The party coup to install Malcolm Turnbull as Australia’s fourth prime minister in just over two years has exposed deep unease about the resource-dependent country’s sharply slowing economy and a political system that lets small groups of politicians oust elected leaders.
The 60-year-old former investment banker unseated Tony Abbott as leader of the ruling Liberal-National coalition government in a party rebellion, as voter surveys pointed to defeat for the ruling Liberal-National coalition at federal elections due next year. Mr. Turnbull was sworn and became the country’s 29th prime minister.
He now faces many of the same challenges as his predecessor, first among them how to revive an economy in which a recession may be imminent after 24 years of avoiding one. Australia’s economy expanded just 0.2% in the second quarter from the first, the slowest pace in four years, as China’s slowing economy translates into less construction of skyscrapers, bridges and railways—hurting demand for raw materials like iron ore.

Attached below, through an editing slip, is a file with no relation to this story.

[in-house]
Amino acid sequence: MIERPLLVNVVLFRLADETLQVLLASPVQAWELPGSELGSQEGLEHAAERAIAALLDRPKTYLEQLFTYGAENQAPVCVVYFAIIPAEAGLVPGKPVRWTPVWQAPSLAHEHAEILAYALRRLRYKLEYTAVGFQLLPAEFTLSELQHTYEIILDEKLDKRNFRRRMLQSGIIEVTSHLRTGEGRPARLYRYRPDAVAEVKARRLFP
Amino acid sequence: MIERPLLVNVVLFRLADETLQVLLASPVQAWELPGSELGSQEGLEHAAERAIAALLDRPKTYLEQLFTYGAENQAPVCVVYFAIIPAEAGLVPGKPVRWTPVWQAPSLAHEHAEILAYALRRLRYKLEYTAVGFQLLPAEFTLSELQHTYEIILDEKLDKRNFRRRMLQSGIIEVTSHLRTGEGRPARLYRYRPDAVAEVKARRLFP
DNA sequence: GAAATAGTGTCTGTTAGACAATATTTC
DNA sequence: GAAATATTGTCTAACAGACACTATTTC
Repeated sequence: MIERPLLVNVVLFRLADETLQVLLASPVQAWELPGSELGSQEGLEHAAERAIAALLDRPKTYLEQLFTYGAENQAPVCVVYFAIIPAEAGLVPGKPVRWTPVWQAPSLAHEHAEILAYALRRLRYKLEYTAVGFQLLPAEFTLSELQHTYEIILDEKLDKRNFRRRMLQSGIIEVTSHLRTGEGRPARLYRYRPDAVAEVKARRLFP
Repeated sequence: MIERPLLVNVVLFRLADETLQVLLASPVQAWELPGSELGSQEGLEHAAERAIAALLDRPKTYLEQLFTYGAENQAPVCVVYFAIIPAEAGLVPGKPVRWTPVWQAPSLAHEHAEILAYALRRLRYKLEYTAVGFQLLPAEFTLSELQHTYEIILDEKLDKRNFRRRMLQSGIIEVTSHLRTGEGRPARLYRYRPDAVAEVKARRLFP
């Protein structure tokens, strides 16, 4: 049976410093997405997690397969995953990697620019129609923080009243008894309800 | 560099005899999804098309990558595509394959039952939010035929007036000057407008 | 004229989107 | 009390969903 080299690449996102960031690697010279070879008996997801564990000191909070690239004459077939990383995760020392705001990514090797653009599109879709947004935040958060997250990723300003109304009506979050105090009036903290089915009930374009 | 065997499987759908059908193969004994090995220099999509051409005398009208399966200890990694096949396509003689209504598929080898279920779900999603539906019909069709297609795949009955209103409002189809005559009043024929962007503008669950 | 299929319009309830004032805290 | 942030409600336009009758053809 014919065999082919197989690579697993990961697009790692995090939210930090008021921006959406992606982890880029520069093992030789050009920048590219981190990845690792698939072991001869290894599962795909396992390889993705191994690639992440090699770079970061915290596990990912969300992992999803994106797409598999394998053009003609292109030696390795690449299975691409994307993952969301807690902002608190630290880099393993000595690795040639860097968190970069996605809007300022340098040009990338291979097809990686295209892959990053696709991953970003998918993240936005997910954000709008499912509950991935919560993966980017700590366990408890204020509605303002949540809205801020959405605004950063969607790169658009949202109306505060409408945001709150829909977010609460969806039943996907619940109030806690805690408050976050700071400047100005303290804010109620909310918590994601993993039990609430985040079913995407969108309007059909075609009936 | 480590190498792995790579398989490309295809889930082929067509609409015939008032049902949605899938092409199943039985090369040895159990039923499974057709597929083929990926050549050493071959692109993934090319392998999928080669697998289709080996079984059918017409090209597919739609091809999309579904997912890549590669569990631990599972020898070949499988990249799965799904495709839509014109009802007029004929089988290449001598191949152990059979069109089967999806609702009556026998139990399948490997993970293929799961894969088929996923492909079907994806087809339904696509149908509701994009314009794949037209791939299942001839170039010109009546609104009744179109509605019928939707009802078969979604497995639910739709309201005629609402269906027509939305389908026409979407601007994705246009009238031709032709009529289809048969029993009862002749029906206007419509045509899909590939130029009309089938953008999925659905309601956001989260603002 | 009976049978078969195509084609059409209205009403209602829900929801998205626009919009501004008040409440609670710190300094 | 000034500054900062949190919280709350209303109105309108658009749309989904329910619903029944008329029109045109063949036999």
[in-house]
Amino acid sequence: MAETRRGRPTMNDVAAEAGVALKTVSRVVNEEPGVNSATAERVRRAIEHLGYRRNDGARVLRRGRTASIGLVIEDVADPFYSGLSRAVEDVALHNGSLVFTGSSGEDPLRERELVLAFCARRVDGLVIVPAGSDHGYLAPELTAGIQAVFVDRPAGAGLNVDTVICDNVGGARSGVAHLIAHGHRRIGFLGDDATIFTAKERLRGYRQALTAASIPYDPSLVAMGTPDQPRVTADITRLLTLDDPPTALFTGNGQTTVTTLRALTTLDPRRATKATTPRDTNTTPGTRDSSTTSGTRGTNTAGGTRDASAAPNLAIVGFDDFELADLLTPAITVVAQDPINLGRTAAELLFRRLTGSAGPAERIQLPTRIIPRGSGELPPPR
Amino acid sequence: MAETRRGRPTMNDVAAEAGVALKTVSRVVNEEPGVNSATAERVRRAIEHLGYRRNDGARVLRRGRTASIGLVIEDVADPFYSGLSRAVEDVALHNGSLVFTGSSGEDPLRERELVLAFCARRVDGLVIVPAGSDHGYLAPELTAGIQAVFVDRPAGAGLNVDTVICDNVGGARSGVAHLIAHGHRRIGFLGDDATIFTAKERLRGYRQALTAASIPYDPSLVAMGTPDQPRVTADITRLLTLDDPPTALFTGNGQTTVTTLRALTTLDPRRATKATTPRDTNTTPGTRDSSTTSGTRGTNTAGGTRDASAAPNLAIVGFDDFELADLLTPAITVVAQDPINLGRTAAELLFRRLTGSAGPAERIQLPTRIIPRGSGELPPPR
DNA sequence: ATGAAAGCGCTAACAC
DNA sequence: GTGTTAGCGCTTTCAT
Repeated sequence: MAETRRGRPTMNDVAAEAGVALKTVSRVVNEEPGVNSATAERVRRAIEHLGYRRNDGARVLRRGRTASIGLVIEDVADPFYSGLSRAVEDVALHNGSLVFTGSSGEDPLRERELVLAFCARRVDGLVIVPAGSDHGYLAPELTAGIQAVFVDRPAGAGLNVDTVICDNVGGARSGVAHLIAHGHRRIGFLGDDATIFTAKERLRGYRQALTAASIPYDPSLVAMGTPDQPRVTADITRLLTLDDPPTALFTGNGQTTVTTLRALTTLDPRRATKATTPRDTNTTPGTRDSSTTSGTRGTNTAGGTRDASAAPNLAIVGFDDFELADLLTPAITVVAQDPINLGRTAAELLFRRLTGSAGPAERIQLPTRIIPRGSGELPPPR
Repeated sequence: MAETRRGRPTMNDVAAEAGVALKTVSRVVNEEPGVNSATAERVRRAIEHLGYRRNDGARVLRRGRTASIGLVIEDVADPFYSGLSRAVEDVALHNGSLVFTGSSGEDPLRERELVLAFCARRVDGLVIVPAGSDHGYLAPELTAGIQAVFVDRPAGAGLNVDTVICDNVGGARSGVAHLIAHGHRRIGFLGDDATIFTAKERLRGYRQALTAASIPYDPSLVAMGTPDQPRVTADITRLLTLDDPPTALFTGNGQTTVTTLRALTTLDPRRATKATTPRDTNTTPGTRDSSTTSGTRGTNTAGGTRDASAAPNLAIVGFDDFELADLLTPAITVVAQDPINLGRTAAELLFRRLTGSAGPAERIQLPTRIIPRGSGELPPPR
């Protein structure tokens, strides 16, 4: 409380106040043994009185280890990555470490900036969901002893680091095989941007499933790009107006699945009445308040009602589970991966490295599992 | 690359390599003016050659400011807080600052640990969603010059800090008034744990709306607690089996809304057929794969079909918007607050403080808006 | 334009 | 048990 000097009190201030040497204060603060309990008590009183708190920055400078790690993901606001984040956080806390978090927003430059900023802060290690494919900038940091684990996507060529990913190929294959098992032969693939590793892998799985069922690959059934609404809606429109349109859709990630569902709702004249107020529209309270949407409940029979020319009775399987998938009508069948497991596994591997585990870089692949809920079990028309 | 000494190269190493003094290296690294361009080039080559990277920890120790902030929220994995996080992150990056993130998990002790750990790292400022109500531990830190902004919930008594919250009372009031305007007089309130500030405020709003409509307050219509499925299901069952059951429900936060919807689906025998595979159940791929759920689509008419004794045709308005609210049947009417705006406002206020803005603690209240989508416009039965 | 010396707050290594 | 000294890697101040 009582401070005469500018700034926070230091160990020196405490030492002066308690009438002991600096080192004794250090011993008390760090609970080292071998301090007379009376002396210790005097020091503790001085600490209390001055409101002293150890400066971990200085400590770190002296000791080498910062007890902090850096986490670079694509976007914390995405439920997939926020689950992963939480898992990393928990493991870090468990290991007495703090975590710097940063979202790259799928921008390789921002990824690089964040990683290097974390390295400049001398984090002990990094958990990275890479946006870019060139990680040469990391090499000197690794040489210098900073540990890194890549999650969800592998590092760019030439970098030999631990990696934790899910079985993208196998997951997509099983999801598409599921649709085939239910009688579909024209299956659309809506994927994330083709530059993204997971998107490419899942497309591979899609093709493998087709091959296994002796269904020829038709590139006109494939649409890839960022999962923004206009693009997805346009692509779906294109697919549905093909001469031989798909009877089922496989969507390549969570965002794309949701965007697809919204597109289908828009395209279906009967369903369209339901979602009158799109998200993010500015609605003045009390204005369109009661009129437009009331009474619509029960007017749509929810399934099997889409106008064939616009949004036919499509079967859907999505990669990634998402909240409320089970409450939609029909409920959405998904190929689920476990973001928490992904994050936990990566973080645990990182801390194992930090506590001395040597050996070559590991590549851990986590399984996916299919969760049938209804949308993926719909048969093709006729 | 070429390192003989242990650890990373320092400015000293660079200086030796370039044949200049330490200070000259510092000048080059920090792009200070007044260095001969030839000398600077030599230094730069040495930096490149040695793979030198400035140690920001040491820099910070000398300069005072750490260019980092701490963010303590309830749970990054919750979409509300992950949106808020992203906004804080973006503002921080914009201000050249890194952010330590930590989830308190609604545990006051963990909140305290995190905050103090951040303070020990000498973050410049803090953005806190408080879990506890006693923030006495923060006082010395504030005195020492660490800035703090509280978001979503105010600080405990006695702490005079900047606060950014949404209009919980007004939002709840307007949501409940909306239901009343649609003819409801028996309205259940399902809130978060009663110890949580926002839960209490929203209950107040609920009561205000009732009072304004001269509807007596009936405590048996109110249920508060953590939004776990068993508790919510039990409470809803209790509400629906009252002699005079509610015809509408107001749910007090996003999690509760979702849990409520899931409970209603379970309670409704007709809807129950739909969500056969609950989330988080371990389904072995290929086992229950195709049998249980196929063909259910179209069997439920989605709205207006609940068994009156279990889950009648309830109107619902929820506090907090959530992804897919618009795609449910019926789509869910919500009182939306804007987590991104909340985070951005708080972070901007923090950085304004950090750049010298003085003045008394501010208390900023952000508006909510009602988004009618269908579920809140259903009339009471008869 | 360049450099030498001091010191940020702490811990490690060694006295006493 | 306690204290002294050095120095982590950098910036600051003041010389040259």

“We need to have in this country…an economic vision, a leadership that explains the great challenges and opportunities that we face, that describes the way in which we can handle those challenges, seize those opportunities, and does so in a manner that the Australian people understand,” Mr. Turnbull said.
The latest ouster caps nearly a decade of instability in Australian politics that has splintered both major political parties.